Viewers' Responses for the movie:

This is a very difficult film to watch as it is about the violence of children against other children.  Something that seems to be happening more in the past ten years and the question is why?  It was l994 in Holtville, California when a 13 year old neighbor boy stabbed to death a 14 year old girl.  He stabbed her 74 times and then carved a pentagram on her stomach. To say this was a disturbed boy is putting it mildly. 

Holtville's population is around 5,000.  It is located near the Mexican border and is an agricultural town.  Some people moved there because they thought it was a safe-haven from big city crime.  However, underneath the peaceful surface it is known as the "Methamphetamine and Heroin Capitol of the World."   

But murder is not a common occurrence and the Andrea Hines murder shocked the community and probably would have shocked the world more if the O.J. murders hadn't happened around the same time.  The media covered O.J. because he was famous but this crime should have gotten more attention as it affects every town and every society in America today. 

The boy was from divorced parents whose father left him early and whose mother was either too busy or too embarrassed to notice he was watching violent video games, listening to heavy metal music and studying witchcraft.  Also Andrea's father who was unemployed admits he was a drug abuser. But he  felt sorry for the boy and actually taught him how to use a knife as he was an avid hunter and thought hunting might give the boy a hobby. 

The boy admitted the killing and was sentenced to 10 years in the California Youth Authority.  He was released in 2005 and is now a potential risk to society because no one knows if counseling has changed his personality.   

 "Blitz Attack" is an excellent documentary because it makes us look at families and how adults should take more responsibility for raising their children.  The character of America stands in the balance. 

Santa Barbara, CA

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"Chilling...riveting, a multi-layered probe into the making of a horrific crime. A hard-hitting yet compassionate confrontation of some of the darker realities of modern America :  the fact that in many ways-- too many ways--ours is a narcissistic, image-driven, drug-dependent and violence-obsessed culture. Constance Jackson, in making Blitz Attack , renders a powerful, timely and ultimately heartbreaking portrait of what can happen when shame and humiliation are allowed to develop unchecked in a mind that is fascinated with violence. When such a mind commits the kind of crime that is so carefully unraveled in the film, it properly warrants being seen as an entire society's cry for help--indisputable evidence that something has gone terribly wrong at a personal as well as larger community level. Hence, the film is a compelling appeal to consider a question we too often avoid when humans commit heinous acts: how did it happen, really? In the case of the teenager in Blitz Attack who commits a brutal murder, we are prodded, merely by watching the film, to ask ourselves: Who created this murderer? We are aware that he didn't create himself, for no one does, really. So who or what created him and his crime?  Blitz Attack  does not directly answer this question, and herein lies its power and beauty. It presents us with a choice: see the murder as an isolated act of a tormented and twisted mind (there are plenty of facts presented to argue this case), or listen to the people touched by the crime, those whose lives will be forever wounded. Beneath the rage and the blame and the guilt, you can hear in their voices some as yet faint recognition of another, more difficult but more hopeful truth: that perhaps we really are our brother's keeper, and that when genuine help is here, the cries will no longer be necessary.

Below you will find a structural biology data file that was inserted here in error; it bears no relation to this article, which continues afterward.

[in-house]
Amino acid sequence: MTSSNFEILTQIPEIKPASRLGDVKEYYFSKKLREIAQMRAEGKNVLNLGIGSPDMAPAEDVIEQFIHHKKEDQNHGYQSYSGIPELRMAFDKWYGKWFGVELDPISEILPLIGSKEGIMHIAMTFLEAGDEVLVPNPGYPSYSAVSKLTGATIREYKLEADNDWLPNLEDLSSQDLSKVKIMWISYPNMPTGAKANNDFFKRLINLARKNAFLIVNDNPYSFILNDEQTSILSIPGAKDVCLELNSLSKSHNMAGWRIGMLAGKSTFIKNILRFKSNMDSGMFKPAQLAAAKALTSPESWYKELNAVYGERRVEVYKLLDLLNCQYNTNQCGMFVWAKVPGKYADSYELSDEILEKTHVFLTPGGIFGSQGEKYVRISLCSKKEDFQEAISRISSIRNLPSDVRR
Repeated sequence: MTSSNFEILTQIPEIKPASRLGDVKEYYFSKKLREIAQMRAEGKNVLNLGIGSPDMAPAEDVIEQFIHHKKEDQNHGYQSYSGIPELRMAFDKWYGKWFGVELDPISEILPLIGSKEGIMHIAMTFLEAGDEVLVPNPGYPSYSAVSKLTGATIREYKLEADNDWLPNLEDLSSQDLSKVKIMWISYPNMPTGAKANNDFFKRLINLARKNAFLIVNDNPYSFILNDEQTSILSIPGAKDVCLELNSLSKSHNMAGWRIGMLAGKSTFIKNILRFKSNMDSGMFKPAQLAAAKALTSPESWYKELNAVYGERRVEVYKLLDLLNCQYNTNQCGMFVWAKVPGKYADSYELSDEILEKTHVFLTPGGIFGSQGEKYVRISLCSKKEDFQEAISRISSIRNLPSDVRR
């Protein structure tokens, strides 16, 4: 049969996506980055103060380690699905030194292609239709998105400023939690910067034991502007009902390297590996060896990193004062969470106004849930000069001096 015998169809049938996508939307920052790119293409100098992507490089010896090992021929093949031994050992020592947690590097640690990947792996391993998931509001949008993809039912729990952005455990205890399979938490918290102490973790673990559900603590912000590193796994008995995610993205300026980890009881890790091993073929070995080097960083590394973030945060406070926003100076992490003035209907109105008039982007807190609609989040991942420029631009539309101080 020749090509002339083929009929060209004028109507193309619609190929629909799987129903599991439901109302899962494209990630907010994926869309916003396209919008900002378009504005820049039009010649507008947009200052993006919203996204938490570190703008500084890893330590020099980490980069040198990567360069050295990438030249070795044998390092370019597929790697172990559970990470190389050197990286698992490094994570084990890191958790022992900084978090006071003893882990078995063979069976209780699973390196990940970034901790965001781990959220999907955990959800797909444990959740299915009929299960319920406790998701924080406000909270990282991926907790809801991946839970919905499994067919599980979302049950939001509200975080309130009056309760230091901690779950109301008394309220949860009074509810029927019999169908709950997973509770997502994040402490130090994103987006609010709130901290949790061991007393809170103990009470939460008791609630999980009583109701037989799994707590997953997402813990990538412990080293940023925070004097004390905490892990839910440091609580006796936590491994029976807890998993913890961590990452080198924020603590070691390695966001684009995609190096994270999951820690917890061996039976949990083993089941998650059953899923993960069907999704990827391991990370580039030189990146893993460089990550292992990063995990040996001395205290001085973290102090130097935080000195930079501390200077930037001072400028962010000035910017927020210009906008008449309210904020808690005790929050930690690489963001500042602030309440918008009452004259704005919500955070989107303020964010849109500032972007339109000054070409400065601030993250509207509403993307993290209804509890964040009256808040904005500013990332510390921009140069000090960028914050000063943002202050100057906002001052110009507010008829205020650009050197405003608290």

Paul F. Dorin, Ph.D., MFCT/Author

"Truly a film for the family. Good luck with this film. I really enjoyed it and I’m sure it will do well."